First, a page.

This is a woman who admits on Twitter that she knows everyone won't like her and posts Instagram photos "dedicated to all the people who" told her she "would never be s—," a caption she may have hesitated to write earlier in her career. Now, Rexha tells PopCulture.com in an exclusive interview that she is fully herself in her music and online, and worked awfully hard to get there.
"I think the mental shift happened for me when I kind of got to a dark point of not loving myself, and feeling like I wasn't good enough, and trying to fit the mold," she told PopCulture.com. "And after a certain time, it gets to your head. And you want to be loved by people, but if you don't love yourself and you say mean things to yourself, then it's like, what's the point?"
"For me, it just kind of clicked in being like, 'I have to be my number one fan, and I have to be nice to myself, and I have to love myself,'" she continued. "Because if you don't love yourself, and people tell you all the best things about you, then it doesn't really mean anything. The most important person's opinion of you is you."
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The New York native has cultivated this empowering attitude as a result of years in the music industry, first starting out as a songwriter before becoming an artist herself and releasing multiple EPs before dropping her debut album, Expectations, last year.
Along with her music, Rexha has made headlines for promoting body positivity, including a social media post earlier this year when she called out designers who wouldn't dress her for the Grammys because of her size.
"As a young girl, I'd see supermodels on TV and in magazines and always look at myself in the mirror and be like, 'What's wrong with me? Why don't I look like that?'" she recalled. "And I remember being young and being on diets, trying to go on diets myself, and just feeling really bad about myself and not understanding why I didn't look like the beautiful supermodels."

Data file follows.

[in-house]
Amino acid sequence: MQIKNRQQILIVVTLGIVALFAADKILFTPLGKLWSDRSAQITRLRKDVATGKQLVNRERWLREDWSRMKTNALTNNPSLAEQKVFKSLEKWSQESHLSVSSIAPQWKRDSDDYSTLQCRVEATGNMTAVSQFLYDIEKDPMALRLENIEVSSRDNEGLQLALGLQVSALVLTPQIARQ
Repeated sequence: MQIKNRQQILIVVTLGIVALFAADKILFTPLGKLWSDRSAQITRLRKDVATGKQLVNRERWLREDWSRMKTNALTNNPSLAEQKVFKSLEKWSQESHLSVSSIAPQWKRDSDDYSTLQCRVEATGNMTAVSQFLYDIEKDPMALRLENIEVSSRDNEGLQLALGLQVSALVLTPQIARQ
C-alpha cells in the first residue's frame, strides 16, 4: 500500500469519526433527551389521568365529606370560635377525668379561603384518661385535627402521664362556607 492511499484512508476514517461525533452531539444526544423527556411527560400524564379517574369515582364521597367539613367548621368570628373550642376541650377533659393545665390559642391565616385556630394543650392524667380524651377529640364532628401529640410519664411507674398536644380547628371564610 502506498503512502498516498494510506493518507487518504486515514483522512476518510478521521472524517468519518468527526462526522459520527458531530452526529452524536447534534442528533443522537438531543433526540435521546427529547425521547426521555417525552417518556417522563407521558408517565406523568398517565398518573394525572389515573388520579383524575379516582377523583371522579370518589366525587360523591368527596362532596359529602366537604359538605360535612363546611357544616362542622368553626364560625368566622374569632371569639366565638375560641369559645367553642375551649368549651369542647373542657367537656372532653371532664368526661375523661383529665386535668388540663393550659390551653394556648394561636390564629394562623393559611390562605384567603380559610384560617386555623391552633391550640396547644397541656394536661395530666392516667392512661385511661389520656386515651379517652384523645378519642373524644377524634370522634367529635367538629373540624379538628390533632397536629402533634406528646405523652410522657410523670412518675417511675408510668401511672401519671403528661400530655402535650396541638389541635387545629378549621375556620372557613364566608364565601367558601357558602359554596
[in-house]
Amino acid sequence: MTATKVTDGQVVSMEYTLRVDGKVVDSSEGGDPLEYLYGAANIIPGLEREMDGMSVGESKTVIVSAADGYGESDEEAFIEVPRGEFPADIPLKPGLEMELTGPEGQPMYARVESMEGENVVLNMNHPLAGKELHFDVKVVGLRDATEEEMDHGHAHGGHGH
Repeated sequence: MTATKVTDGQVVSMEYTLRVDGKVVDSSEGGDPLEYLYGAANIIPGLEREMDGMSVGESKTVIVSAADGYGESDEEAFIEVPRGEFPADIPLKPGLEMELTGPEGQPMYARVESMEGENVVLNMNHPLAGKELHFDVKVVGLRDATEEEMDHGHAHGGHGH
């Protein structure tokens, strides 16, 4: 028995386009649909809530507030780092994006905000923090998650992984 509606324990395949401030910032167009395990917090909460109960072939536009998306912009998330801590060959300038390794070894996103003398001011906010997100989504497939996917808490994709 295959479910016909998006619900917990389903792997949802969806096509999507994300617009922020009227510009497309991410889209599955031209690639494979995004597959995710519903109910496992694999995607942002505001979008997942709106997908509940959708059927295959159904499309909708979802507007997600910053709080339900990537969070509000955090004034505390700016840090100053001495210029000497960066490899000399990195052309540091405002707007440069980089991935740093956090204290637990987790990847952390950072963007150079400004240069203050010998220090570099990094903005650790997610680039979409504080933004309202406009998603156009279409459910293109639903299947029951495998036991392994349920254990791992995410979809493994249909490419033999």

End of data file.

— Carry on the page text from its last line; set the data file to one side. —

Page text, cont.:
Body image is something Rexha has struggled with in the past, but a journey toward self-acceptance has helped her to appreciate the person she's — pun intended — meant to be.
"I just had to learn how to love myself," the 29-year-old explained. "And I learned to say nice things to myself, because a lot of times I would say really mean things to myself. And I think it's a journey, it's an every day process. Some days you'll wake up and love yourself, some days you won't."
"It's just been an ongoing journey," she continued. "And I think as I kind of grow myself and become a woman, I feel like every day I become more of a woman. And I'm just learning to not care anymore what people think. I just want to be myself, and just be happy, live my life."
Thanks to the state of the internet in 2019, Rexha has dealt with her share of negative comments — many of which are about her figure. The singer admitted that while the words do sometimes get to her, she's learned to focus on her own opinion of herself, which is the most important thing.
"I'm human, and at the end of the day... I used to read one comment that was bad and it ruins your whole day, it hurts your feelings," she revealed. "I think that sometimes it can get really intense. And I think when you start loving yourself and you start being like, 'F that, this is who I am.' When you start loving yourself, it doesn't matter what people say."
"Because it's not your truth. Everybody in the world could love you and say you're beautiful. But if you don't believe it, then it doesn't matter," the "I'm a Mess" singer emphasized. "People could be body shaming you, and if you love yourself, then it doesn't matter that they're body shaming you because you love yourself. It's all about what's in your head and what you believe about yourself. And it's about working on yourself, and self love."
Rexha's new outlook is part of what led her to partner with RITAS for their #NeverApologize campaign, which aims to empower women and encourage them to own or reject negative labels they've received.0comments
"I feel like it's really important to show fans that they could be unapologetic and be who they are," she explained of the initiative. "I think the strongest thing you could do when you're trying to be yourself and break labels is to come together. And I feel like I'm coming together. It's two platforms, and just really standing for something, and breaking the mold, and breaking labeling."
Photo Credit: Getty / Theo Wargo